As promised, I’ve gone and done it — seen 300. And what I have to report is this: it’s a very good movie, for what it is. Not great. But very good.
As I’ve gone on at length about before, this is a movie based on a graphic novel, which in turn was based on historical events — events, mind you, from 2500 years ago. So our records are none to complete, and moreover, the first written account of the battle at the Hot Gates was approximately 50 years after the battle, by Herodotus. Fifty years is a long time, so even if the movie was based on the record of events rather than the comic book by Frank Miller, it would be a stretch to say it was entirely accurate.
So up front, my assumption is that the movie, as a movie based on the Miller graphic novel, is excused any but the most inexcusable historical accuracies. What inaccuracies are inexcusable, well, that’s for you to decide. I will venture to say, however, that if your view is that what is inexcusable is determined by the pontifications of foreign rulers, well, you and I simply and inexorably part paths on this point.
The movie is violent, yes, but not pointlessly so. It’s a movie that’s a paean to the warrior spirit and the Spartans’ warrior culture. The brutal efficiency of the Spartans disemboweling, decapitating, and hacking off limbs, was a clear counterpoint to the clumsy fighting technique of the Arcadians (non-Spartan Greeks), whom the narrator, Dilios (David Wenham (Faramir of LoTR)) describes as “brawlers” and “making a mess of things.” Several of the scenes and dialog are there to demonstrate that unlike the rest of the Greek fighters, who were blacksmiths and potters in civilian life, the Spartans’ profession — each and every one of the 300 — from youth has been soldiering. So when the 1000-strong Arcadian army encounters the 300 Spartans and their leader complains that the Spartans sent too few soldiers, King Leonidas (Gerald Butler) interrogates three Arcadians as to their professions before being conscripted. After receiving his answer, Leonidas smartly retorts: “You see, I have brought more soldiers than you.”
And that’s perhaps the core of the movie — these fighters glorify soldiering above all, and to preserve the Spartan way and a free Sparta (as the “free men” of Sparta in the movie term it, debatable (or wrong) though that description of Spartan society may be) they will happily die on the battlefield. It’s one of the most memorable and touching depictions of the warrior spirit I’ve seen on film. To portray it to good effect requires both death and gore, and a sort of mindless indoctrination and egotism (detractors of soldierly virtue may view it thus) about the soldier’s willingness to deal out and receive death. Ridley Scott’s Gladiator evoked the same concept in the protagonists’ devotion to the “dream that was Rome” — and used much of the same lush imagery that 300 uses to great effect.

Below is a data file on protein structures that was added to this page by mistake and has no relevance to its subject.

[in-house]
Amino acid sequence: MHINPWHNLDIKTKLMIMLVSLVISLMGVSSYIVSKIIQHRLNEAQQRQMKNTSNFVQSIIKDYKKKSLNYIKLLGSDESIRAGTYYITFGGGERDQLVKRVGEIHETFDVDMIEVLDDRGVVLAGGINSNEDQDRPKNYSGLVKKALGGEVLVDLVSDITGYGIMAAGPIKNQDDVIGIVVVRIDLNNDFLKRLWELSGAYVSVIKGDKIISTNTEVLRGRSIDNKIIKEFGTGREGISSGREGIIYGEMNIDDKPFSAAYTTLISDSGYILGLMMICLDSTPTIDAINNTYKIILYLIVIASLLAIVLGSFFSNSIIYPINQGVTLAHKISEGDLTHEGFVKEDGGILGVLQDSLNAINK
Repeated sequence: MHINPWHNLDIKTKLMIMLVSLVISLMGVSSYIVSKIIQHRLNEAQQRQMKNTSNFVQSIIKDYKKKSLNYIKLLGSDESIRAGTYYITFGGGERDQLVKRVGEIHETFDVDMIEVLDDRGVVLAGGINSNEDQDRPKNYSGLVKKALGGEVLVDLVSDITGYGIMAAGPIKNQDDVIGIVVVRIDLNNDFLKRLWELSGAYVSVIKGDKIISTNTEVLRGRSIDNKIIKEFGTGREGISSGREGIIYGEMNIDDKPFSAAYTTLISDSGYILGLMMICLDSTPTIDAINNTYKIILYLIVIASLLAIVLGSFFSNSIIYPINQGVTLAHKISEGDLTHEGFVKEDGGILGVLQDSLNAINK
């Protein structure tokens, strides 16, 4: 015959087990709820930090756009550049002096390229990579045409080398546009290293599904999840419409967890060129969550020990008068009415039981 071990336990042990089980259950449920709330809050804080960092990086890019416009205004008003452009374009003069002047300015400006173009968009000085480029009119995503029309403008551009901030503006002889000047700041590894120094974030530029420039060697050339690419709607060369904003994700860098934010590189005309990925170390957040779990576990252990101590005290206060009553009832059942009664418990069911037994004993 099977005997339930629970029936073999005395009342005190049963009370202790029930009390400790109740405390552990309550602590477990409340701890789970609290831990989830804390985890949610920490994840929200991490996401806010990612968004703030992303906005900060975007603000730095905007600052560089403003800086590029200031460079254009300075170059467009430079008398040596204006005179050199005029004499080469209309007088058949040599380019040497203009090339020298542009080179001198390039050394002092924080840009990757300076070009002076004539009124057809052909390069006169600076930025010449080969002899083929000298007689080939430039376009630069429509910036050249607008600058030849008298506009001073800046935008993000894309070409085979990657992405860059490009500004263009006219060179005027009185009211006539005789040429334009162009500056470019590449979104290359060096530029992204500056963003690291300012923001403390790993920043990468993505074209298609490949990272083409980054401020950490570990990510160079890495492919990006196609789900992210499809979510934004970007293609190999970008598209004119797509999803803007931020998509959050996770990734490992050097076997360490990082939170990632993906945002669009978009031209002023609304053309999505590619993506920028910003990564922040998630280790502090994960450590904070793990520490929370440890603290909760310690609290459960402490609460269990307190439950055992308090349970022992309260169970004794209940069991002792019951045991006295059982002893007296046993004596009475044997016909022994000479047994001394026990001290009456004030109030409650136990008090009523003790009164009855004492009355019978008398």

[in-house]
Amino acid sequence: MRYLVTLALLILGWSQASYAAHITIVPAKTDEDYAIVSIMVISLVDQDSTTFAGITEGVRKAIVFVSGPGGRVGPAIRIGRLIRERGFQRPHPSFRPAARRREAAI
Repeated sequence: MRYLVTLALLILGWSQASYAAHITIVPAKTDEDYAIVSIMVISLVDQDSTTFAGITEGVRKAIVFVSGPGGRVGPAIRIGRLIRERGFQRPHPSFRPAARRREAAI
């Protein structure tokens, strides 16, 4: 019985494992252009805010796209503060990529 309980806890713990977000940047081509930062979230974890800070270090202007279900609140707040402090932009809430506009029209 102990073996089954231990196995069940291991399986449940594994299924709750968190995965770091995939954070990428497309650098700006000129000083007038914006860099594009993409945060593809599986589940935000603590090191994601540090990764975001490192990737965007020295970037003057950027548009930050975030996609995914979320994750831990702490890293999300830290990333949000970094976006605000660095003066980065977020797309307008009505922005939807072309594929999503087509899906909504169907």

So a violent and bloody film, but in pursuit of a very clear end. And the cinematography by Larry Fong has the same sweeping grandiosity that Peter Jackson and Andrew Lesnie exhibited so spectacularly in the Lord of the Rings trilogy. The colors darken and become grey and grim with the arrival of the Persians — the computer-altered washed-out color palette that Jackson displayed in the Mines of Moria, for example, and Scott used for the opening battle of Gladiator — and brighten, as at the end of the Return of the King, as (spoiler alert) a second Spartan thrust ensues with significant results. I found the battle-scenes much less visually jarring than the jerky skip-frame technique cinematograpy of Gladiator’s and some of Saving Private Ryan‘s battles; despite the protracted violence, 300’s battles are in contrast very watchable. And again, the gore is not the gravaman of the battles: the high morale and ideas driving the individual Spartan is what’s at issue.
The difficult and unrealistic parts are, as some complain, in the depiction of the Persians. Xerxes (Rodrigo Santoro), Persian Emperor, is a decadent, sexually ambguous–eye-liner and a hint of lipstick and makeup, plus a clearly “femmy” manner about him, contrasted with a 8-foot body, rippling muscles, and a voice that has been enhanced downwards several keys. Think the sexually-ambiguous alien ruler-child in the Stargate movie, but on steroids. Then there are the multitudinous creatures with diseased and horrible skin, including Xerxes’ own elite warriors the “Immortals,” who wear masks to conceal their disfigurement. It gives the impression that the Persians are comprised of horribly disfigured and diseased troops, next cousins to the orcs of Middle-Earth. In contrast, the Spartans, nearly every last one, are red-cape-wearing, tight-undie-sporting, six-pack rippling and tanned weightlifters that, from a distance, are virtually indistinguishable from one another — but they’re all perfect specimens (and, I suspect, computer-enhanced).
Does all this matter? I think not, as I’ve discussed above. This is a graphic-novel set to film, and a very well done one at that. If for 117 minutes of escapism the characterization of a people 2500 years ago (certainly farther removed than the original Hatfield-McCoy barbs, and that spat is already over) can be excused as poetic license, it’s an enjoyable action romp, with some thought-provoking notions that challenge modern society’s assumptions about the place of the warrior-ethos in modernity.
Zack Snyder, the Director, has given us a coherent and beautiful movie, and certainly done Frank Miller’s work justice. Bravo.
Harry’s Rating: 8/10